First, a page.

My original plan for this sour cocktail was to do something with yuzu juice, Thai basil and some spices. However, after searching high and low for yuzu juice in my biggest little city, I came up empty. Needless to say, that plan was scratched. Luckily, I did find some beautiful pink lemons while I was out which led me to this pink lemon gin cocktail that I’m calling Blushing Beauty. And I’m still looking for yuzu juice…
In doing some research on pink lemons, I found that they are their own variety and not a hybrid. On the outside, they have yellow and green stripes, although the stripes disappear as the fruit ages. On the inside, they have a very light pink/peach color. They taste very similar to a Eureka lemon (the one normally found in stores). So, these little beauties were going to be the base of my sour cocktail. If you can’t find them, regular lemons can be substituted in the drink. The flavor will very close, but the color will be a little different.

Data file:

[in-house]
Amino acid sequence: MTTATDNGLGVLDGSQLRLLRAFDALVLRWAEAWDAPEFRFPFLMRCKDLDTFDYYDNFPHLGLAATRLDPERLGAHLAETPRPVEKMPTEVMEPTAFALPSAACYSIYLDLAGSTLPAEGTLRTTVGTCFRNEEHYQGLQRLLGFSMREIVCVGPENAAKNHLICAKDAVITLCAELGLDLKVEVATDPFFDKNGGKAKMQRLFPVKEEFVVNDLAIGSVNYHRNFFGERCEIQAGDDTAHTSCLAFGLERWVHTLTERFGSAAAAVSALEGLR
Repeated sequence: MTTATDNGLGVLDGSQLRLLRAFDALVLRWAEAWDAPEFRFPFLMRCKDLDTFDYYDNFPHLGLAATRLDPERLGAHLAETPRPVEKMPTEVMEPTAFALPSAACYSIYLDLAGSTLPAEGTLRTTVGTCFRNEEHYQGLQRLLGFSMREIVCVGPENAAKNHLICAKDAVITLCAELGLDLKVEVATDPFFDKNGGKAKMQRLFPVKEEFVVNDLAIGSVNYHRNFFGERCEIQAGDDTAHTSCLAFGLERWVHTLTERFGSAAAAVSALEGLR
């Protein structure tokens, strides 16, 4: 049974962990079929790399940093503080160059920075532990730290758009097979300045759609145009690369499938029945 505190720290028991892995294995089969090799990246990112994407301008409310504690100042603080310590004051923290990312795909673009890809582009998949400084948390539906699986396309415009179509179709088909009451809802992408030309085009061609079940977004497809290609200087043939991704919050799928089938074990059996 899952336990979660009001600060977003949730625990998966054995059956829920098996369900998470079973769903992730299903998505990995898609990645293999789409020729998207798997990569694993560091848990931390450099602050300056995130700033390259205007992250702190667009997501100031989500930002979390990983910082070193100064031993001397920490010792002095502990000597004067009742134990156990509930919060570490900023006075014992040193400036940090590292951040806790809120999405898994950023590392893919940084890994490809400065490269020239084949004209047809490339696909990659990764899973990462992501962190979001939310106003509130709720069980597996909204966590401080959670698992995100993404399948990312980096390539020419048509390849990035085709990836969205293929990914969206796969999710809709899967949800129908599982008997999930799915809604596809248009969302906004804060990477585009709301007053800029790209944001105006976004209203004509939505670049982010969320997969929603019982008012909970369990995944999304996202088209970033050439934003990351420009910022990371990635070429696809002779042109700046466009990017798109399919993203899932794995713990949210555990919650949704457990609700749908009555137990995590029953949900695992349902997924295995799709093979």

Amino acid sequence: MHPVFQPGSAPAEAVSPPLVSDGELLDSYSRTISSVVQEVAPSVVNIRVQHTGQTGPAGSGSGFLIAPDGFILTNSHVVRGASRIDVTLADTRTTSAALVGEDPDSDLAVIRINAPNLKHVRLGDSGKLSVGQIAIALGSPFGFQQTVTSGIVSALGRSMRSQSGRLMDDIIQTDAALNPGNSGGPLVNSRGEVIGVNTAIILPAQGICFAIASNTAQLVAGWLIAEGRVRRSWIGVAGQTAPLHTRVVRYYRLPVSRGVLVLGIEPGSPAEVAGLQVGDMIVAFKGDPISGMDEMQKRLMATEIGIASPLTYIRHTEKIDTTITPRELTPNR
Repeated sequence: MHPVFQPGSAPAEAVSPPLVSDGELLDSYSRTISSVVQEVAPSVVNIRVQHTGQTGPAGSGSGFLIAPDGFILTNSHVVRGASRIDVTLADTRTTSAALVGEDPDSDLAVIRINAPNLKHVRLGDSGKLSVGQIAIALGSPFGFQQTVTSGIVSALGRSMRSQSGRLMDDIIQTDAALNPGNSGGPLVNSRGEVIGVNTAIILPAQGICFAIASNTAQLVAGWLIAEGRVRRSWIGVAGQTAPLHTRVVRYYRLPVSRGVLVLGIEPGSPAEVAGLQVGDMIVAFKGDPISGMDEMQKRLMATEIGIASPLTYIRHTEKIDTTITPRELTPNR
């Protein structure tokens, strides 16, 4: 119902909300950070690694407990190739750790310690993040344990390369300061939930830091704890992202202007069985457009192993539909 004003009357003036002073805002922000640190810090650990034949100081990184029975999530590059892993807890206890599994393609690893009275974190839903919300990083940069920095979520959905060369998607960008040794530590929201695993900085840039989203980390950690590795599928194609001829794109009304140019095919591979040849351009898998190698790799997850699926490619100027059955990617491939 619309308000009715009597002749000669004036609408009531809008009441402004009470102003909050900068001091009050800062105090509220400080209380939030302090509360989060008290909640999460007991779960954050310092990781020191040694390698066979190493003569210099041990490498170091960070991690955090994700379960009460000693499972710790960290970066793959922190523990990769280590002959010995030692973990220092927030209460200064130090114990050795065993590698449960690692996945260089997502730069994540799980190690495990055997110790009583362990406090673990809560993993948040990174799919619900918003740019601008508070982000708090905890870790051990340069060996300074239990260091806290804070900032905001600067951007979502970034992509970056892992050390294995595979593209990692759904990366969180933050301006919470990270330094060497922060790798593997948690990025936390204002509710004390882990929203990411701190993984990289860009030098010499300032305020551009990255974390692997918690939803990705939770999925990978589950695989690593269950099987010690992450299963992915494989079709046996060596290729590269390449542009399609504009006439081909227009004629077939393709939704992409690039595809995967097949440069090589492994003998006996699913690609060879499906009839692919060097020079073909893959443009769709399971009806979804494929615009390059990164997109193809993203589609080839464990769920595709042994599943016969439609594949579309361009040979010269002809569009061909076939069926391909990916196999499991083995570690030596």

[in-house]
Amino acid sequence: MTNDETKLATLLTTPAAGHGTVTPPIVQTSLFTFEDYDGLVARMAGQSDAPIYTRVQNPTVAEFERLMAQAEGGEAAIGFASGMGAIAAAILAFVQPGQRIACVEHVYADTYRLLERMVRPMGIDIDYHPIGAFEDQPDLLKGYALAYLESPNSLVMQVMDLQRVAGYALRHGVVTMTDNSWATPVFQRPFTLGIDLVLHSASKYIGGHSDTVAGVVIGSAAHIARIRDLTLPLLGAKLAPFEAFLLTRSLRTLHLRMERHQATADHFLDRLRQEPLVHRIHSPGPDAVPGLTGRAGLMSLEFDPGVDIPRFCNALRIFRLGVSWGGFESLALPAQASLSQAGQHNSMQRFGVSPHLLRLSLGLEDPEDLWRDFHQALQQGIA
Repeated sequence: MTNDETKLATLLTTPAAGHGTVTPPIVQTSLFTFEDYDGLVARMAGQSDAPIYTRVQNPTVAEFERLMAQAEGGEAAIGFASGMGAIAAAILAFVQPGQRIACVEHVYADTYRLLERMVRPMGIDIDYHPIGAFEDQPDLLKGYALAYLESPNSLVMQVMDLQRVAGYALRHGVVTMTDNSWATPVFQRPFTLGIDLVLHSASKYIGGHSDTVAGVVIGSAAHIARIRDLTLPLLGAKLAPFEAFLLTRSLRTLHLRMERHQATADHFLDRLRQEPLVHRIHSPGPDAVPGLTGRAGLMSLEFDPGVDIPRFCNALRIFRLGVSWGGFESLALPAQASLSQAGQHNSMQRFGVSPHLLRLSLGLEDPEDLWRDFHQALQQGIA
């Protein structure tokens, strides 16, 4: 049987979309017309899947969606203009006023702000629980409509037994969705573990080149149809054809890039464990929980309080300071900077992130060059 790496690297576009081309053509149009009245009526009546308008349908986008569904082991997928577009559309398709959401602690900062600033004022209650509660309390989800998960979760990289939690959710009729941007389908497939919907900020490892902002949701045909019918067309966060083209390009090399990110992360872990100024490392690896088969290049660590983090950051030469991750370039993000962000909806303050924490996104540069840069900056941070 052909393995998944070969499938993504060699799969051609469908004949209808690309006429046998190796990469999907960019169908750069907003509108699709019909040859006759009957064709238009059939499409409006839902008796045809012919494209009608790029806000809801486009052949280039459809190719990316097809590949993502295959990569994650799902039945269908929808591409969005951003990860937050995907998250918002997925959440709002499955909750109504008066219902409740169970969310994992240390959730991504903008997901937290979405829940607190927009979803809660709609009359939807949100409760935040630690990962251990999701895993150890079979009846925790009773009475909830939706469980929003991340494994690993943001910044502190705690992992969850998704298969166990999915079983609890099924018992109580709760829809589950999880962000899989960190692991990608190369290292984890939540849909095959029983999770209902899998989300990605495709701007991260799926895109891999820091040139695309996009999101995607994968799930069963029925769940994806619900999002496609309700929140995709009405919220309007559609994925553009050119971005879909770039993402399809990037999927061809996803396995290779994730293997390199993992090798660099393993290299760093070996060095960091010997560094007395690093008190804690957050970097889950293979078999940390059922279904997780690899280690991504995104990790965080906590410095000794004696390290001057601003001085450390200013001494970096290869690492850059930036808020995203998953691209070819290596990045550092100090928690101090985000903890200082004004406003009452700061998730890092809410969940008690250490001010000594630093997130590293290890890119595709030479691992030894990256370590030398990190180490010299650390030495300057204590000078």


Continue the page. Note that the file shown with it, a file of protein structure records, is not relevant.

For the rest of my pink lemon gin cocktail, I went with Leopold Bros American Small Batch Gin. The botanicals in this gin include juniper, orris root, cardamom and coriander along with zest from oranges and pummelos. Instead of using simple syrup or sugar to sweet the drink, I went with a combination of Lillet Blanc and a touch of Drambuie.
The final touches are an egg white and some Peychaud’s bitters. The finished drink is somewhat sour, but also balanced and has wonderful flavors from the Lillet and Drambuie. Plus, it also has a beautiful color from the pink lemons and the bitters.
- 2 ounces Leopold Bros Gin
- 1 ounce fresh squeezed pink lemon (regular lemons will work if you can't find pink lemons)
- 1 ounce Lillet Blanc
- ¼ ounce Drambuie
- 1 egg white
- 2-3 dashes Peychaud's bitters
- Add all ingredients to a cocktail shaker without ice and dry shake for 10 to 15 seconds to emulsify the egg.
- Add ice and shake again.
- Strain into a chilled cocktail glass and garnish with a slice of pink lemon or a pink lemon twist.
I’m joining Mixology Monday and Ginhound with this post for February’s theme of Sours.
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